Gen. Stratemeyer, a key architect of Hitler’s defeat, went on to join the board of the Liberty Lobby’s Willis Carto, an unabashed defender of Hitler and godfather of Holocaust denial. “The vast majority of today’s Jews are racially Khazars,” Carto wrote as late as 2010. And the Khazars themselves descended from Neanderthals, while “the extreme hatred of Jews for others” came from “the atavistic hatred of the Neanderthal for Cro-Magnon/Aryan mankind.”

The Zionist Dream.  Whether the Ashkenazim share DNA with Neanderthals, Khazars, or Sephardic and Middle Eastern Jews, how would it affect claims to what earlier Zionists used to call Palestine? The answer for anti-Semites is easy. Since the Khazars had no blood ties to the ancient Israelites, the Ashkenazi Jews, who spearheaded modern Zionism, would have absolutely no claim at all.

Would vintage anti-Semites accept the converse? Would proven genetic ties to Palestine and the Palestinians give Ashkenazi Jews any right to “colonize” the land, as the Zionist leaders called their project? Would those ties give them the right to dispossess their distant cousins already living there? Absolutely not, the racists insist, but not for reasons of simple justice and basic human rights that led many of us long ago to reject Zionism’s territorial claims. The racists will simply stop selling the Khazar myth and go back to bashing Jews with old-fashioned Semitic myths, the way former Ku Klux Klan leader David Duke is already doing.

As the Klan and the Nazis have shown, there can be no compromise with those who rely on genetic inheritance, real or imagined, to make their political arguments. Their “science” is bogus. Their “history” is myth. And their political program invariably harms the “Others,” whether non-whites, non-Europeans, Moslems or Jews, non-Russians or non-Ukrainians. This is the lesson to learn. Yet, the very people who should most have taken it to heart continue to stake their defense of Zionism on blood, genes, ethnicity, and race, to which they add Biblical fiction, rabbinical law, and “history” that never happened.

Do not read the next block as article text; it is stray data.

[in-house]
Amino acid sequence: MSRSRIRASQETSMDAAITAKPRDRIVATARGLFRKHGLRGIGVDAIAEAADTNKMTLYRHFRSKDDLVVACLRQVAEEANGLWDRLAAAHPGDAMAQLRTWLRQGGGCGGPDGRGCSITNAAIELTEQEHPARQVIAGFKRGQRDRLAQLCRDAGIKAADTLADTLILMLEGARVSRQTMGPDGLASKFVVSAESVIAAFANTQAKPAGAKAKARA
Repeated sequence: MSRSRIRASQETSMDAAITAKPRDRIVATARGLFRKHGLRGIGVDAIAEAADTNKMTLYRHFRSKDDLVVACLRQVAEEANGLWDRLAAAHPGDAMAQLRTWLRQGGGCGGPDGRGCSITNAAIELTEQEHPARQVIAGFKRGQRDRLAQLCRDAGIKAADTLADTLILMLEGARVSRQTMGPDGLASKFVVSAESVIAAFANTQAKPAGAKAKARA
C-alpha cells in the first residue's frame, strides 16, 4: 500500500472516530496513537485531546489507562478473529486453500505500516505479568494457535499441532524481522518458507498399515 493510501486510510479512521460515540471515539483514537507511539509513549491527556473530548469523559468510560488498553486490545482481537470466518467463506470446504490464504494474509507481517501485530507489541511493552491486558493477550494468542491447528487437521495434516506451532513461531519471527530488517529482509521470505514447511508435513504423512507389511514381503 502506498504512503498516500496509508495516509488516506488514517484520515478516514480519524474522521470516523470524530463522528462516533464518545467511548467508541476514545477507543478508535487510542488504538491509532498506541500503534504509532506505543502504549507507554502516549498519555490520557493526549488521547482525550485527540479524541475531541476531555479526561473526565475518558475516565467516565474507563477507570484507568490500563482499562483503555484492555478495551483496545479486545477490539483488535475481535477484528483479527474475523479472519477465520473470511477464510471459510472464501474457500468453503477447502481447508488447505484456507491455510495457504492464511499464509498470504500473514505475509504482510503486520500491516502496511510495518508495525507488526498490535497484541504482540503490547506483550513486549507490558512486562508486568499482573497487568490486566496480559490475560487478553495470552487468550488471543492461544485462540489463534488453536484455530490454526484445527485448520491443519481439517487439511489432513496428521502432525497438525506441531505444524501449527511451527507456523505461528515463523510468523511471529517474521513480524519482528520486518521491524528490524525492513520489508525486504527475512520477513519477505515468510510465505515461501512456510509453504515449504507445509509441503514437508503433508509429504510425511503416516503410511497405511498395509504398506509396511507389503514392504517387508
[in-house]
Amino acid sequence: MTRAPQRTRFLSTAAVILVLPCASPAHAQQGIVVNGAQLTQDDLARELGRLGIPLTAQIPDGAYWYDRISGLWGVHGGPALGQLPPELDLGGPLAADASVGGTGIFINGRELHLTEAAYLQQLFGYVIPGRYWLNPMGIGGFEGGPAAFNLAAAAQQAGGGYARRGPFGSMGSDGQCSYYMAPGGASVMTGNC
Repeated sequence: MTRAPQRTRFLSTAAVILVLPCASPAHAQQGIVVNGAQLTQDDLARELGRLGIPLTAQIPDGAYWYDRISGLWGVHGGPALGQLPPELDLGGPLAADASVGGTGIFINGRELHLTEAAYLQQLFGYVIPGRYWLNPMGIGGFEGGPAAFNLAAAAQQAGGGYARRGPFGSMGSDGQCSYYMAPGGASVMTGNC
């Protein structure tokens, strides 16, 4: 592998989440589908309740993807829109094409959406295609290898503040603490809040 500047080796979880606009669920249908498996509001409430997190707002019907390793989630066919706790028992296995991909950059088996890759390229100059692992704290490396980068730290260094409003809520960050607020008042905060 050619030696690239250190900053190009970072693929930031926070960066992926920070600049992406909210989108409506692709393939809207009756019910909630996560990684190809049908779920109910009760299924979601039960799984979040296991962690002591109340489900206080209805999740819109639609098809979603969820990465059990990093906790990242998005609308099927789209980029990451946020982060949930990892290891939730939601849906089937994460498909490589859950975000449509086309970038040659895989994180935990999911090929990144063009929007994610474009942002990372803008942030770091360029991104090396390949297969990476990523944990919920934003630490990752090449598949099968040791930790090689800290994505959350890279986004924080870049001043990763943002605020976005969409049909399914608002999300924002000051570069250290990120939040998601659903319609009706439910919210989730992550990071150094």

Just over three thousand years ago, the fable teaches, an Egyptian prince of Hebrew origin called Moses led the children of Israel out of slavery and into the Sinai desert, where they wandered for forty years and received the Ten Commandments in at least three different versions – two in the book of Exodus and another in Deuteronomy. The ancient Israelites then entered the land of Canaan, fought the battle of Jericho, and either did or did not exterminate the local inhabitants, many of whom they later married. They went on to form two separate kingdoms, Israel and Judea, which two storied kings – David and Solomon – supposedly unified.